Syrian toddler who drowned fleeing country with family was rejected from Canada

Dec 19 2017, 5:11 pm

A Syrian boy who was fleeing his war-torn country with his family was found dead on a Turkish beach this week after a boat carrying his family and other refugees capsized. The three-year-old, Aylin Kurdi, his five-year-old brother Gulip and their mother, Raham, all drowned. The family had applied to come to Canada as refugees but were rejected.

Relatives of the Kurdi’s in B.C. say they had been trying to bring the family of four to Canada as refugees for months, but their application to the Ministry of Citizenship and Immigration was rejected, according to reports from CBC.

“They did not deserve their fate and the government of Canada bears responsibility for their deaths,” the boys’ aunt, Fatima Kurdi told the news outlet.

Kurdi was working with federal NDP MP Fin Donnelly of the New Westminster-Coquitlam riding to help her family, but says efforts to reach out to Chris Alexander, Minister of Citizenship and Immigration, were ignored.

“It was terrible and obviously action was needed,” Donnelly told CBC. “That’s why I agreed to do what I could, including personally talking to the minister about her case.”


Minister Chris Alexander appeared defensive and antagonistic during an appearance on CBC’s Power & Politics broadcast on Wednesday, criticizing the media for not airing more coverage of the refugee crisis since it became an international problem in 2011.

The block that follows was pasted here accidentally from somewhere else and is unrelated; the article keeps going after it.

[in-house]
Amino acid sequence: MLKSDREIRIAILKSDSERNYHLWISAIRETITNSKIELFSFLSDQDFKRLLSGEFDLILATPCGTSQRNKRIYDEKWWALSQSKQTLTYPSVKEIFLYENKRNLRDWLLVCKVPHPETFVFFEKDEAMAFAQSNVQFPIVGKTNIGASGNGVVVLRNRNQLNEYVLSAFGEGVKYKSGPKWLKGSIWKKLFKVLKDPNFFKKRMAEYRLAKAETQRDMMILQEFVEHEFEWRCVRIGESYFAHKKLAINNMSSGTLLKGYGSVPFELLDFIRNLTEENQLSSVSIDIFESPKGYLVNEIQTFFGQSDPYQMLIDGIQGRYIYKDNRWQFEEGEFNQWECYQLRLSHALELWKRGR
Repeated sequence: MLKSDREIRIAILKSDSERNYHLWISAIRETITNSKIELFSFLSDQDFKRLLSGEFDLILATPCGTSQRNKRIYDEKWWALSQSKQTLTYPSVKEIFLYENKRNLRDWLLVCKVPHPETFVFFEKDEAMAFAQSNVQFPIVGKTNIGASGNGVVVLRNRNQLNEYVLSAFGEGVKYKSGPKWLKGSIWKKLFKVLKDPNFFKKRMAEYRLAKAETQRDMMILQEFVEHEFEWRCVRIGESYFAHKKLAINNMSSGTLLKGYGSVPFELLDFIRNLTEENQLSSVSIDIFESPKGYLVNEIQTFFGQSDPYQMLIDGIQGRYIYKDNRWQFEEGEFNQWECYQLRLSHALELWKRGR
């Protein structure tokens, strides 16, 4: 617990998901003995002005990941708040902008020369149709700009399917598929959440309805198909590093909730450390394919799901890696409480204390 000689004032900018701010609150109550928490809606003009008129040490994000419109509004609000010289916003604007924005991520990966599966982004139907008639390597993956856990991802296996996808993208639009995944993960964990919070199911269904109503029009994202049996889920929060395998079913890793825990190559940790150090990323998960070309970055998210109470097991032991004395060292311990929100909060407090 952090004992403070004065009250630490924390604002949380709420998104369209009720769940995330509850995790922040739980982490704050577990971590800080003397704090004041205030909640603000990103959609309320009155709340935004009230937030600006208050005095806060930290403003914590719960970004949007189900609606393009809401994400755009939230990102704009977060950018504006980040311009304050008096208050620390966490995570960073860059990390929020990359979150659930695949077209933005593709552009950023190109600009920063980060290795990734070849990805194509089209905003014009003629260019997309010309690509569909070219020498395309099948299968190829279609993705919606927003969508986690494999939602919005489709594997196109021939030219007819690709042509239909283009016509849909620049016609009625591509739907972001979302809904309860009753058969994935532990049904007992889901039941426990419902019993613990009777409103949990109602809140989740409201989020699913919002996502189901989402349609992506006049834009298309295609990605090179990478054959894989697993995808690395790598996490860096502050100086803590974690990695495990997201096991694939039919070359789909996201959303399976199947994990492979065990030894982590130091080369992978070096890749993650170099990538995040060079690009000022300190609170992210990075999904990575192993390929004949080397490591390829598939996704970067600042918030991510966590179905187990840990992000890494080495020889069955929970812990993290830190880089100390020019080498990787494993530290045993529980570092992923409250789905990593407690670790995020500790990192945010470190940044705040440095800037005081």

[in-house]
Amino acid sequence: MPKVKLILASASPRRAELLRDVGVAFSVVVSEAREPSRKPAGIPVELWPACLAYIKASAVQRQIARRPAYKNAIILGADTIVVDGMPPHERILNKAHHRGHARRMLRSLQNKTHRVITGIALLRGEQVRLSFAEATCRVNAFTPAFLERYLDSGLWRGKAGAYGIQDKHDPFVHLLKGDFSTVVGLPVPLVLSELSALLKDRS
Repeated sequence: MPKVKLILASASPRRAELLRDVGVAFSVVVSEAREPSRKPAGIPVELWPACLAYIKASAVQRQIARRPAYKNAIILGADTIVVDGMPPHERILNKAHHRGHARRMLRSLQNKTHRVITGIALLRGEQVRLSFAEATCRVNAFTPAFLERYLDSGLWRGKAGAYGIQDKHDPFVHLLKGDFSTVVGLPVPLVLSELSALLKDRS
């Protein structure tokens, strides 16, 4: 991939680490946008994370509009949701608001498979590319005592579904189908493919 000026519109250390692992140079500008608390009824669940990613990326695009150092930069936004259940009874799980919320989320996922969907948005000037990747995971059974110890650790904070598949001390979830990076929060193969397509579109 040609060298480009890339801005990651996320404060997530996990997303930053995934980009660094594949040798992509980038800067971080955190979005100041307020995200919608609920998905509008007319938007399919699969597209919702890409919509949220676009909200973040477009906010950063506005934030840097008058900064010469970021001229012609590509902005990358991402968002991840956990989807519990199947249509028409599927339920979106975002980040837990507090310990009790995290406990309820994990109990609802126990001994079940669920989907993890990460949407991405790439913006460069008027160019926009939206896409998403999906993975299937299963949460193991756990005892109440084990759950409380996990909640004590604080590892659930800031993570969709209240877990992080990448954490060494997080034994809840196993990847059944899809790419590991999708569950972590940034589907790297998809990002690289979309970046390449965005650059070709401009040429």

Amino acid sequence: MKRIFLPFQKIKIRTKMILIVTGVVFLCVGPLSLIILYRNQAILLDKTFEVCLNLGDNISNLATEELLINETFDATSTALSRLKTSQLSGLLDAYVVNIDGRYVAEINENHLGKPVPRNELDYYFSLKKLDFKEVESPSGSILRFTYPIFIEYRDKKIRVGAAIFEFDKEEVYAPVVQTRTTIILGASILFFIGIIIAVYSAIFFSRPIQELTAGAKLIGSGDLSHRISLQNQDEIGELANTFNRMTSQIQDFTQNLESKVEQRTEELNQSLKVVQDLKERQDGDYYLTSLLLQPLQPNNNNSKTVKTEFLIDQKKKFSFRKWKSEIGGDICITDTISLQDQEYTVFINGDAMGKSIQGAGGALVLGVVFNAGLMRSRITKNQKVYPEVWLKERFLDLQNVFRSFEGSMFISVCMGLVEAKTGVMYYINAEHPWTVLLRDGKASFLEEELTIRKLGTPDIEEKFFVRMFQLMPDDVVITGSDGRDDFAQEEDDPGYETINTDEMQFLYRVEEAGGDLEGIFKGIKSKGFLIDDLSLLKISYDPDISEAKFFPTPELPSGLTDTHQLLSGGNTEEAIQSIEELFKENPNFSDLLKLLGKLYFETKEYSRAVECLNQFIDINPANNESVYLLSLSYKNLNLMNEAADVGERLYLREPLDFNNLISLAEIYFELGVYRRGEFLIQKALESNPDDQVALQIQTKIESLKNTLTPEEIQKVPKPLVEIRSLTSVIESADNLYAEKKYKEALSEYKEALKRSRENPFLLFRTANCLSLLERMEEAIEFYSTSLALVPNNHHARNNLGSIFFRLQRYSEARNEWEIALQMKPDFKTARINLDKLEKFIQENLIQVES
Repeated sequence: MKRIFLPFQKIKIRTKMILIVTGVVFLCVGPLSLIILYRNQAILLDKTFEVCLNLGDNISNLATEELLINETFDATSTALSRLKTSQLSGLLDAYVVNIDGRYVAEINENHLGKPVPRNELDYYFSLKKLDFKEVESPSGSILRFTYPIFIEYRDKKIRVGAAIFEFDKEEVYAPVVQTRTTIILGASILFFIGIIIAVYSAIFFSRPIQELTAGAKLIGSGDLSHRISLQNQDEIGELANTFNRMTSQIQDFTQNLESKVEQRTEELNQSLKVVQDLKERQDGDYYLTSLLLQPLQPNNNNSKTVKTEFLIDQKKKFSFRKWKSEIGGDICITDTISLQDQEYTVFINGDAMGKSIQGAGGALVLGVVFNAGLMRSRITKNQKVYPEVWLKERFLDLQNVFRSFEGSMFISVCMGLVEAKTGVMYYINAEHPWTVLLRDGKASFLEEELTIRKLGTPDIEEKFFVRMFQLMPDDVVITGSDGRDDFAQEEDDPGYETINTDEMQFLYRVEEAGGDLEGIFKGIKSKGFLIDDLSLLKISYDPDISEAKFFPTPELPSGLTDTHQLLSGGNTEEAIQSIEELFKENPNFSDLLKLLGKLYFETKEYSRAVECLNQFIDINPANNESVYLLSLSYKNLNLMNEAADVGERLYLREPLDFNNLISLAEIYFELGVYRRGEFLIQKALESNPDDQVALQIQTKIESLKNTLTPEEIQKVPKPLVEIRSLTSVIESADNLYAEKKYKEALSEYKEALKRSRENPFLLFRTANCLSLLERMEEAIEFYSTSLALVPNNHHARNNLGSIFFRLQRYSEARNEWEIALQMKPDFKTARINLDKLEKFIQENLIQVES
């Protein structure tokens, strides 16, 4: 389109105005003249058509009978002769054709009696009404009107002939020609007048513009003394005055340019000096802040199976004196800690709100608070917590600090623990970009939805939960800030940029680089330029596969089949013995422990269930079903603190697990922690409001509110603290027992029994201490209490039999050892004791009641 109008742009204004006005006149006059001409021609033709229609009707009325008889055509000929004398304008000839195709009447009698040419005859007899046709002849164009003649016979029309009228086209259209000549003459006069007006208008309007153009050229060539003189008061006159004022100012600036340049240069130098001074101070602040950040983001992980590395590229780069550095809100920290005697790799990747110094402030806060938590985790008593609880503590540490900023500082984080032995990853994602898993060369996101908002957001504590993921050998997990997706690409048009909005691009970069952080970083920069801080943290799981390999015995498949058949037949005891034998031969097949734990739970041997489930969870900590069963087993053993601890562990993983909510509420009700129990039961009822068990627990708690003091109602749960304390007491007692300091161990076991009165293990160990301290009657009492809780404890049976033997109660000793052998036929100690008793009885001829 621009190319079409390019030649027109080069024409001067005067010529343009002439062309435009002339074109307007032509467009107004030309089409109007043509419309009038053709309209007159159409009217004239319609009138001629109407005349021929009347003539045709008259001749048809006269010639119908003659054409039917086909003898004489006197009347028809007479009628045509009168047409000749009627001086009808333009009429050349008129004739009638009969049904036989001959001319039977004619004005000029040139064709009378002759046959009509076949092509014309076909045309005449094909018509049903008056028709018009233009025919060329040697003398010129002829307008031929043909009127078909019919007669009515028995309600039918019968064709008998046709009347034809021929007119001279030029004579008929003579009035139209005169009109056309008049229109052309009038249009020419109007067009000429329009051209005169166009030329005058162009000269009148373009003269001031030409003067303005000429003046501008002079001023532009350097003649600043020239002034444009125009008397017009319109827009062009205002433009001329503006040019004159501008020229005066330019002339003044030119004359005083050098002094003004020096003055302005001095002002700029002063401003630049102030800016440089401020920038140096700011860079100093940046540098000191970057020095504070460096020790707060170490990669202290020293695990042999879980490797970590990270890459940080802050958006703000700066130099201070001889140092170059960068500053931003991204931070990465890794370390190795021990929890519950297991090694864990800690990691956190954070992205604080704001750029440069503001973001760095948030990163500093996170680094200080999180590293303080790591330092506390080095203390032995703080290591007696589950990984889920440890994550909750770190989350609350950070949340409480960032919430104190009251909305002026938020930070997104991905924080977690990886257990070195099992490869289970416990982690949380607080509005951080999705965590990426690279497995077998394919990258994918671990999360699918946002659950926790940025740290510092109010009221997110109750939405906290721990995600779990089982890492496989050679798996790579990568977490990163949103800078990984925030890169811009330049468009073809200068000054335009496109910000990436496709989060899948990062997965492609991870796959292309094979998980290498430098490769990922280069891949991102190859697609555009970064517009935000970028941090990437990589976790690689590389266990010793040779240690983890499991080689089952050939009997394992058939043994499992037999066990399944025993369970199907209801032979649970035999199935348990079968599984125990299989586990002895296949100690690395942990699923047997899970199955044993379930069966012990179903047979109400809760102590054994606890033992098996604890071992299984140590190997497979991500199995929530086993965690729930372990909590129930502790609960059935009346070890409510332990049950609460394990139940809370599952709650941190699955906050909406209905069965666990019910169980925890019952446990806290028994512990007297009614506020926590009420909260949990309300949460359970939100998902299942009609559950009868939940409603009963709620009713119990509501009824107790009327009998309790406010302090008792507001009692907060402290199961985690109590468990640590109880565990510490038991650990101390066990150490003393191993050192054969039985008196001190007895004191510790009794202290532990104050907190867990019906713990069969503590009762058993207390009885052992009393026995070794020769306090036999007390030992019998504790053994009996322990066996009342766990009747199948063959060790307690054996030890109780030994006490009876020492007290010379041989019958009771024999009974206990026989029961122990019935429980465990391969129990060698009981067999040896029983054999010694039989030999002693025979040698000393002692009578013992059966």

He has now said he is suspending his re-election campaign in the Conservative race for Ajax, Ontario, in order to look further into the migrant crisis. In a statement issued Thursday, Alexander argued that Stephen Harper’s government has had one of the most generous per-capita immigration and refugee resettlement programs in the world.

“Prime Minister Harper has set a target for Canada to accept 23,000 Iraqi refugees and 11,300 Syrians. Of that number Canada has already resettled nearly 22,000 Iraqis and 2,300 Syrians,” the statement read.

But Canada is not the only nation under criticism now for not adequately responding to the Syrian refugee crisis, which some have called the worse migrant crisis since World War Two. Both Britain and the European Union are being faced with thousands of refugees, literally on their door steps.

Images of over 2,000 migrants packed into Budapest’s Keleti train station are being shared around the world Thursday morning. Thousands are hoping to land in Germany, however Hungary is not letting them board trains into the country. Prime Minister Viktor Orben says they are a “German problem” and that Europe has a “moral duty” to tell migrants not to come. Orben’s country was at the forefront of the Second World War refugee crisis when tens of thousands of Jews attempted to flea Europe to North American and Britain. An estimated 200,000 Hungarians also fled during the 1956 Hungarian Revolution.


But the Prime Minister’s opinion has not been popular with European Council President Donald Tusk who is calling for the 28 member nations of the European Union to accept a fair distribution of 100,000 refugees.

The United Nations reports that roughly 3,000 migrants per day are leaving the Middle East and Northern Africa and entering the Balkans in hopes of reaching Western Europe.

Over half a million migrants have sought asylum in Germany since 2011 and another half a million in France and Sweden combined.

Stephen Harper has committed to accepting 10,000 refugees from the Middle East over four years. Justin Trudeau, if elected, would increase that number to 20,000. Canada accepted over 13,600 refugee claims from around the world in 2014. There are currently over four million Syrian refugees in the world.

The Prime Minister has since cancelled his campaign appearance in Metro Vancouver on Thursday and will instead address the refugee crisis.

Vancity Buzz has decided not to publish the images of Aylin Kurdi deceased on the Turkish beach out of respect for his family.

DH Vancouver StaffDH Vancouver Staff

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